John Pickering an Wilhelm von Humboldt, 15.04.1830|55r| Sir,
I did myself the pleasure to address a letter to you on the 29.th of March last, accompanied with two packets, containing your Cherokee Newspapers & five copies of Cotton’s Indian Vocabulary, which is just published by our Massachusetts Historical Society.
[a]I now forward five more of your newspapers; & also a little volume of Scriptural Extracts & Hymns in the language of the Seneca Indians.[b] This tribe of Indians is one of the Six Nations, as they are called, formerly known in our histories as the Five Nations; & their language is a dialect of what is called the Iroquois stock. I am gratified to observe that the translators take my Orthography as the basis of theirs.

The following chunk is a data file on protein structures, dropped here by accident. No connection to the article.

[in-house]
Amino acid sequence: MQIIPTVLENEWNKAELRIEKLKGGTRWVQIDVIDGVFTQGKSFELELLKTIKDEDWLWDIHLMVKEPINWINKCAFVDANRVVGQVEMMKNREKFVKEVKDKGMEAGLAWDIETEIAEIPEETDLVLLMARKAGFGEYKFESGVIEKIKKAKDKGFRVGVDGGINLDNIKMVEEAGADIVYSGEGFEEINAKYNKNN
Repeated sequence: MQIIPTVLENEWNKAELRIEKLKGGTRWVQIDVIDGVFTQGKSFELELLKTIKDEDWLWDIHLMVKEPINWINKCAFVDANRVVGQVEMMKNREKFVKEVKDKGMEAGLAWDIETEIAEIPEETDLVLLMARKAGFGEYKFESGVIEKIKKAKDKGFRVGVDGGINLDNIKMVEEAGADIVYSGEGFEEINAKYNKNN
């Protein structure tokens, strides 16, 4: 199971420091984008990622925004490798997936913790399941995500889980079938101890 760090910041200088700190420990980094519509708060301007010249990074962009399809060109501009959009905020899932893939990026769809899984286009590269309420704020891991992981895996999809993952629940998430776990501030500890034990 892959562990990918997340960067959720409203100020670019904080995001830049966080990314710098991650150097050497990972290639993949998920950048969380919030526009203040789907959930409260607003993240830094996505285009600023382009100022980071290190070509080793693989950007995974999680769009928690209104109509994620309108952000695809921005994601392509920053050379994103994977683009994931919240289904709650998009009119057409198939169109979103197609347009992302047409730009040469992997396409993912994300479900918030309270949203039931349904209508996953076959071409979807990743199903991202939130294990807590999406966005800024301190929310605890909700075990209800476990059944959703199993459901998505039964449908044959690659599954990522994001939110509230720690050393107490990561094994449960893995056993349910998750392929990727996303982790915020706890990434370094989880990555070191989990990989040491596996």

I have been anxiously expecting to see your great work (at least some part of it) upon the American Languages; |55v| but I can appreciate the difficulties of such an undertaking; & it is this circumstance, which makes me so earnestly desire that you may accomplish what no other man, probably, will be able to do.I have the honour to be
with the highest respect
your obedient & faithful
Boston, U. States
Apr. 15, 1830
- a |Editor| Textabschnitt von "I now forward …" bis "… our histories as the" am linken Rand mit Bleistift angestrichen.
- b |Editor| In Humboldts Nachlass fanden sich zwei Bücher in der Seneca-Sprache (Schwarz 1993, Nr. 437 und 438). Das eine ist ein Lukas-Evangelium, das andere ein Auszug des Matthäus-Evangeliums.